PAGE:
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Re: JS (Disposal of Body) is an extremely tragic case heard by Mr Justice Peter Jackson, he of “emoji judgment” fame.

Sadly, much of the mainstream reporting of this decision has been sensationalist and misinformed, with headlines suggesting it establishes a right to cryopreservation upon death; however, consideration of the judgment itself reveals the essence of the case to be a fairly standard welfare decision in the context of a dispute between two parents, with no intention whatsoever to establish such a precedent for other cases.

The facts of the case are relatively straightforward, albeit tragic and unusual. JS was a 14-year-old girl suffering from a rare form of incurable cancer; she had expressed the wish for her body to be cryogenically frozen upon death, in the hope that in years to come she might be resuscitated when a cure for her condition is found.

Unfortunately, JS’s father, estranged from the family since 2008 and himself a cancer sufferer, did not wish for the cryonics procedure to be undertaken, was concerned that he not be pursued for any of the considerable costs thereof, and requested that he and other members of the family be able to view JS’s body after death. Having spent little time with the Father since his estrangement, JS objected to this request, and neither she nor her Mother wanted the father involved in the arrangements in any way, either before or after her death; JS accordingly sought orders granting the mother and denying the father the right to make welfare decisions for her, thereby enabling the mother to make the necessary preparations before her death for the cryonic procedure, which required special arrangements with a particular organisation.

In the end, this was achieved by the Court making the following orders:

There was also an order preventing any reporting of the judgment until a month after the daughter’s death, which sad event occurred on 17 October. Thus it was that the newspapers could not report the case until recently.

Had JS been over 18, this would have created no difficulties; she could have appointed her mother as executor, and it would have been for the mother to make arrangements for the disposal of JS’s body, doubtless in accordance with her wishes. However, children cannot make wills; Peter Jackson J’s approach was to try to remove the disadvantage that JS was under as result of her age.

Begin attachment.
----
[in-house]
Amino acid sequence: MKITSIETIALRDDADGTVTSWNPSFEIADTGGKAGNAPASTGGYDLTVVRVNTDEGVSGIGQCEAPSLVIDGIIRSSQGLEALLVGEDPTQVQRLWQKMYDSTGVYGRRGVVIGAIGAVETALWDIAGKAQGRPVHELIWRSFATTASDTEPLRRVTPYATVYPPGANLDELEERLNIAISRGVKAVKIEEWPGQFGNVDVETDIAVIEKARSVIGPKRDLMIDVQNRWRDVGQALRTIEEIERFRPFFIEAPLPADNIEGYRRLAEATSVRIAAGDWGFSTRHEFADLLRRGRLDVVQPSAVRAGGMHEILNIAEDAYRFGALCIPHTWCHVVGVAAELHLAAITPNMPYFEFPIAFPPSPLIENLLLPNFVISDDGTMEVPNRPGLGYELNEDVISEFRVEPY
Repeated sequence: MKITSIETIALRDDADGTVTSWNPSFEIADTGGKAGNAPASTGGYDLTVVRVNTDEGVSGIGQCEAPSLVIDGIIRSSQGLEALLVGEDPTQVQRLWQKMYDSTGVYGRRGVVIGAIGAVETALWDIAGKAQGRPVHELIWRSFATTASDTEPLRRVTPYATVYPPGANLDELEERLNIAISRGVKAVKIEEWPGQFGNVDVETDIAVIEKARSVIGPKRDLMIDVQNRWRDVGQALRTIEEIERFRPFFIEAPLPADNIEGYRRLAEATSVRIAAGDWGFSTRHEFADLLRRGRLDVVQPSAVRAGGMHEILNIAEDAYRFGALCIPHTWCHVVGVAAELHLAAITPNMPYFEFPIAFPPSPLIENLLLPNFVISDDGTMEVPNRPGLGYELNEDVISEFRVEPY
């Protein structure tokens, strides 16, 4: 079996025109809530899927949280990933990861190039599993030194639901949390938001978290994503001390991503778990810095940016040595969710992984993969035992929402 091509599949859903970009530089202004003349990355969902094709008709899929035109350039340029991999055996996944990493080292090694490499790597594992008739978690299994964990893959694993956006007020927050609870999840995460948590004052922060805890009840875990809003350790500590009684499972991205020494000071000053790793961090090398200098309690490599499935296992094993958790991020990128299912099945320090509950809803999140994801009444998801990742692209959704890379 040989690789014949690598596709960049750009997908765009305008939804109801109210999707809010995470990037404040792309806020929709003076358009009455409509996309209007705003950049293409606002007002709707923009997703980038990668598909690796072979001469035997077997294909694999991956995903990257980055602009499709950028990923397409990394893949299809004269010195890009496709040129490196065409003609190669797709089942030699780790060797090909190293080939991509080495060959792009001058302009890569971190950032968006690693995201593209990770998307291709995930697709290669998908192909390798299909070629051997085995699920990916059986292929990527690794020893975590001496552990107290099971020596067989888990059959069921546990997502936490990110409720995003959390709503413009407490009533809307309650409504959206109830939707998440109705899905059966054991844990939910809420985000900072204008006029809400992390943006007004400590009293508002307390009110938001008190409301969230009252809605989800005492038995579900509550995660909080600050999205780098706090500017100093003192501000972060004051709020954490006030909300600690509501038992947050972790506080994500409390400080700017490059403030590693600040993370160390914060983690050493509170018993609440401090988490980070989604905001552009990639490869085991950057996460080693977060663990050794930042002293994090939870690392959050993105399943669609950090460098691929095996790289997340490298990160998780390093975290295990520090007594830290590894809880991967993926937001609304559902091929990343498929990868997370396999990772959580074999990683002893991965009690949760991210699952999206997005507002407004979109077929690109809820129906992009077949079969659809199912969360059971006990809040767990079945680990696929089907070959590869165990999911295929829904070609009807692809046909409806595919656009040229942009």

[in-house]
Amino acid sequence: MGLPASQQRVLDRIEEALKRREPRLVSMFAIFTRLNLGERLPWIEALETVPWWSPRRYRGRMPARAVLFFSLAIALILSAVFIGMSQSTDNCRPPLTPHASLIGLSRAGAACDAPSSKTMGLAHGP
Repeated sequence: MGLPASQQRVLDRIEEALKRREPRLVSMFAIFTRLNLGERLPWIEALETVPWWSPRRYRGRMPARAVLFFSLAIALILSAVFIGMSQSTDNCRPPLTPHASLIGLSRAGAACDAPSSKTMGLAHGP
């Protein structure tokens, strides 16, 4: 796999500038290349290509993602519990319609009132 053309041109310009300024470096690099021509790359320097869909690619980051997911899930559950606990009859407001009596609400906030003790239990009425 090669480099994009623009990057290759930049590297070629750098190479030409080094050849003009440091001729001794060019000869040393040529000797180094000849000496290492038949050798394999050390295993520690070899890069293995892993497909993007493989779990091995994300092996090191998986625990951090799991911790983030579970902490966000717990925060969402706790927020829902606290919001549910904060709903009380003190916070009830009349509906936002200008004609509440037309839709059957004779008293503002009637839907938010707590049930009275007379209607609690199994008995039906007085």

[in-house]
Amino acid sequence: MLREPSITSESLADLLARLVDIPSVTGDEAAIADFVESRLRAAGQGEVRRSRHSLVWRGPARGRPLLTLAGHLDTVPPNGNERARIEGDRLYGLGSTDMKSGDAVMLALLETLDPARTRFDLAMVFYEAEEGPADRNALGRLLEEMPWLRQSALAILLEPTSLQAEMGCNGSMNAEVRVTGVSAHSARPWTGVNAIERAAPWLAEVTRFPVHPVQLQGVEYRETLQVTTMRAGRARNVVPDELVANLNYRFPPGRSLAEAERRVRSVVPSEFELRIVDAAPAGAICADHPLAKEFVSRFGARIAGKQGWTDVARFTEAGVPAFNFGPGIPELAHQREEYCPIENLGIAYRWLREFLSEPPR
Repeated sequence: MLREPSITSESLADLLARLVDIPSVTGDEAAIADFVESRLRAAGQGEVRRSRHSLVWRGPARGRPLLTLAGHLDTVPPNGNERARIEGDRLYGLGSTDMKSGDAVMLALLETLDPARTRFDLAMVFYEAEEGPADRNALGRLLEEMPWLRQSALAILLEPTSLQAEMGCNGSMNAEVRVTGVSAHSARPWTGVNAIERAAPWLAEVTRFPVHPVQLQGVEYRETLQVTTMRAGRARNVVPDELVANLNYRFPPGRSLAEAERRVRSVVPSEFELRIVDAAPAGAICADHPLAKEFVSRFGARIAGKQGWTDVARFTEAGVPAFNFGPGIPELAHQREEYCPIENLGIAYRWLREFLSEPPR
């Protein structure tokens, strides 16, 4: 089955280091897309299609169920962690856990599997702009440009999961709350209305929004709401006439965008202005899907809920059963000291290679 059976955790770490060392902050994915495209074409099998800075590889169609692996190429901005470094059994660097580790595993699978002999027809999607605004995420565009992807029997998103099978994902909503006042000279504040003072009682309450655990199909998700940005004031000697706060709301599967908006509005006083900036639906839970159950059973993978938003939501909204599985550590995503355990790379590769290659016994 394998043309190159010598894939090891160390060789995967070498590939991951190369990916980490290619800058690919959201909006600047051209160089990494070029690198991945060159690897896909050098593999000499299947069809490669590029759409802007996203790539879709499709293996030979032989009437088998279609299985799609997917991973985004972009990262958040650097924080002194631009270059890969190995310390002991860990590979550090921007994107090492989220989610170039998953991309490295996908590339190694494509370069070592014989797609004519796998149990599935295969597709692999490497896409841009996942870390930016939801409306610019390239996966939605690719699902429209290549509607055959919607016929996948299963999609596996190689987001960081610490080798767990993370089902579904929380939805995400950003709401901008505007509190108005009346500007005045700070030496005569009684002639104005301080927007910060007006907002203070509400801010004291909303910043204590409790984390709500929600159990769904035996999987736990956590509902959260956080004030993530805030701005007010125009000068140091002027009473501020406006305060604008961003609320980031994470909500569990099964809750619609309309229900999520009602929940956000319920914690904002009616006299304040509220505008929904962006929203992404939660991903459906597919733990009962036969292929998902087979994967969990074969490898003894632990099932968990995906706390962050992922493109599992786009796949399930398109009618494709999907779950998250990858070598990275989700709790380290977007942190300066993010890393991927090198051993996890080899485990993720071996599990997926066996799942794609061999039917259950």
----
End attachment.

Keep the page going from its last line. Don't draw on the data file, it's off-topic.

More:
The Judge was careful to emphasise that the Court in this case simply provided a means of resolving the dispute between JS's parents that hung over the arrangements to be made after her death, and did not make any judicial pronouncement on the desirability or otherwise of cryonic preservation, whether it has any scientific basis, or whether it is right or wrong.

Contrary to much of the mainstream reporting of the case, the court did not approve or encourage cryonics, or order that JS’s body should be cryonically preserved; Peter Jackson J further emphasised that he was not deciding or approving what should happen, but rather selecting the person best placed to make those decisions after JS’s death.

The Judge was clear in his judgment that he was considering the wishes and feelings of the child. In any matter concerning children, the Court’s paramount concern is their welfare; whilst the circumstances of this case are unique, the judgment exemplified the power that the Welfare Checklist has in any matter concerning children.

There is no new law in JS’s case, only the application of existing principles to new and tragically unique facts. To quote from the judgment, the case was decided “in accordance with established principle, or with principle correctly established”. Indeed, the only novel legal aspect of this case is that the dispute was litigated before JS's death, and the only new ‘right’ that may have been established is  the entitlement “to know whether or not [JS's wishes] can be acted upon by those who will be responsible for her estate after her death. It would be unacceptable in principle for the law to withhold its answer until after she had died”.   

Mr Justice Peter Jackson will undoubtedly have been well aware that his judgment would make the national and international headlines, and so he was seemingly at pains to be clear therein as to his reasoning and intentions. Sadly, the manner in which the decision has been almost ubiquitously reported in the mainstream press shows the Judge's specified intentions to have been disregarded by many journalists, and serves as a stark reminder that readers should look beyond the headlines to primary sources.